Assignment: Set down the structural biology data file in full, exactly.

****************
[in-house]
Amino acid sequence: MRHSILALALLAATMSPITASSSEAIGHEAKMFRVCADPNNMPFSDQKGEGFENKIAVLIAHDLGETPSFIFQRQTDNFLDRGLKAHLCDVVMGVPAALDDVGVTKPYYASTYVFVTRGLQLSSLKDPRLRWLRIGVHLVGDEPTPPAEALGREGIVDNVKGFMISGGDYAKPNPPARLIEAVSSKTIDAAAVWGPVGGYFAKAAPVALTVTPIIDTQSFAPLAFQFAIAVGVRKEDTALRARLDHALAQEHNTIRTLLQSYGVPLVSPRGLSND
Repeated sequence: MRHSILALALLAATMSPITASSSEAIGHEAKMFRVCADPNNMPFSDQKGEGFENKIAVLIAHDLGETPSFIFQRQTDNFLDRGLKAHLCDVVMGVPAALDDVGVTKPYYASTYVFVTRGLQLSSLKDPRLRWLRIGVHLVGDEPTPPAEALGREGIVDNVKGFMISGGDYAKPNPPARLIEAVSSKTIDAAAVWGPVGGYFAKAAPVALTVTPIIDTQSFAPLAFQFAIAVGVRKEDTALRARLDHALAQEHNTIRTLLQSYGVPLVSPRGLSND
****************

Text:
[in-house]
Amino acid sequence: MRHSILALALLAATMSPITASSSEAIGHEAKMFRVCADPNNMPFSDQKGEGFENKIAVLIAHDLGETPSFIFQRQTDNFLDRGLKAHLCDVVMGVPAALDDVGVTKPYYASTYVFVTRGLQLSSLKDPRLRWLRIGVHLVGDEPTPPAEALGREGIVDNVKGFMISGGDYAKPNPPARLIEAVSSKTIDAAAVWGPVGGYFAKAAPVALTVTPIIDTQSFAPLAFQFAIAVGVRKEDTALRARLDHALAQEHNTIRTLLQSYGVPLVSPRGLSND
Repeated sequence: MRHSILALALLAATMSPITASSSEAIGHEAKMFRVCADPNNMPFSDQKGEGFENKIAVLIAHDLGETPSFIFQRQTDNFLDRGLKAHLCDVVMGVPAALDDVGVTKPYYASTYVFVTRGLQLSSLKDPRLRWLRIGVHLVGDEPTPPAEALGREGIVDNVKGFMISGGDYAKPNPPARLIEAVSSKTIDAAAVWGPVGGYFAKAAPVALTVTPIIDTQSFAPLAFQFAIAVGVRKEDTALRARLDHALAQEHNTIRTLLQSYGVPLVSPRGLSND